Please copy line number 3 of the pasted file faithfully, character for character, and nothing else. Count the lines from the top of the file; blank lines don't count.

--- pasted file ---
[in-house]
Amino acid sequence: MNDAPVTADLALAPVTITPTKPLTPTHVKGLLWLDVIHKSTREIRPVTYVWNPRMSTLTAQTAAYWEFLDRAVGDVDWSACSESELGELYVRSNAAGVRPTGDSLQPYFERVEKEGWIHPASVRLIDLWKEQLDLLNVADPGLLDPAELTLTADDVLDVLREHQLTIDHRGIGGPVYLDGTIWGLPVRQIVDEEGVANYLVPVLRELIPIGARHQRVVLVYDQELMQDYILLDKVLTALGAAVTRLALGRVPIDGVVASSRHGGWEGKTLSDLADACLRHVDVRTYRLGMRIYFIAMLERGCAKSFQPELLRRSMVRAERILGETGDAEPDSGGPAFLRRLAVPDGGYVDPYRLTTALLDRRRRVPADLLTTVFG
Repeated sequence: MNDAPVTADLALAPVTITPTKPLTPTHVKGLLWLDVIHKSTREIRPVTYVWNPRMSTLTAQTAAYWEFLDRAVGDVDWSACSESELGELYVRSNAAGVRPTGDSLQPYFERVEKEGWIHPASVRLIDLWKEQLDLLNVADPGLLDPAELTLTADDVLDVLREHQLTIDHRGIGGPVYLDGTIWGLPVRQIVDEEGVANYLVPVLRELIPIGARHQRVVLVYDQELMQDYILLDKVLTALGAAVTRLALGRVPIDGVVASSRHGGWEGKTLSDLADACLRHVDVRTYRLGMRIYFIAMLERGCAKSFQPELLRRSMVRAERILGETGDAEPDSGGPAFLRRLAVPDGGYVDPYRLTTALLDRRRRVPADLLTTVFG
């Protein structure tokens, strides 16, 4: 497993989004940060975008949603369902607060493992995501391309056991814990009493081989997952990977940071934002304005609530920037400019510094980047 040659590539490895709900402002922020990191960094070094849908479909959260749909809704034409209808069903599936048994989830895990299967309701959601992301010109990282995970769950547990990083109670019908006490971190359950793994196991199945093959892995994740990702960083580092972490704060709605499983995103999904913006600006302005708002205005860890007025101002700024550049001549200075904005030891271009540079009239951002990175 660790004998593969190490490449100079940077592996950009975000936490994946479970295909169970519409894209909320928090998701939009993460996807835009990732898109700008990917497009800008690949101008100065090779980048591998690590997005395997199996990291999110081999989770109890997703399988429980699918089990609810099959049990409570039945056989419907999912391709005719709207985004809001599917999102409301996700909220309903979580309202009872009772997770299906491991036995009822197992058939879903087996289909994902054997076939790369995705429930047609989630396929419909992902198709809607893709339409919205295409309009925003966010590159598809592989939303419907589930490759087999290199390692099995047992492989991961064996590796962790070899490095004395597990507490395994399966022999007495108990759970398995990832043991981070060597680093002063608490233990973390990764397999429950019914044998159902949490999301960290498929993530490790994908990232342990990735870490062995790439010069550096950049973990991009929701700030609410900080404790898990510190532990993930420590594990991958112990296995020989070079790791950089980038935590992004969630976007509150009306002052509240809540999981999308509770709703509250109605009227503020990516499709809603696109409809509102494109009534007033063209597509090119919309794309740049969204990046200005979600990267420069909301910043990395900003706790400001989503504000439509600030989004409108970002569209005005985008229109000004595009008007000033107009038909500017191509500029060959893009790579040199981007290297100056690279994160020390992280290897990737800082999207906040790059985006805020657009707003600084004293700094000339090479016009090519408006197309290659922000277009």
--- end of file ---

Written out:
Repeated sequence: MNDAPVTADLALAPVTITPTKPLTPTHVKGLLWLDVIHKSTREIRPVTYVWNPRMSTLTAQTAAYWEFLDRAVGDVDWSACSESELGELYVRSNAAGVRPTGDSLQPYFERVEKEGWIHPASVRLIDLWKEQLDLLNVADPGLLDPAELTLTADDVLDVLREHQLTIDHRGIGGPVYLDGTIWGLPVRQIVDEEGVANYLVPVLRELIPIGARHQRVVLVYDQELMQDYILLDKVLTALGAAVTRLALGRVPIDGVVASSRHGGWEGKTLSDLADACLRHVDVRTYRLGMRIYFIAMLERGCAKSFQPELLRRSMVRAERILGETGDAEPDSGGPAFLRRLAVPDGGYVDPYRLTTALLDRRRRVPADLLTTVFG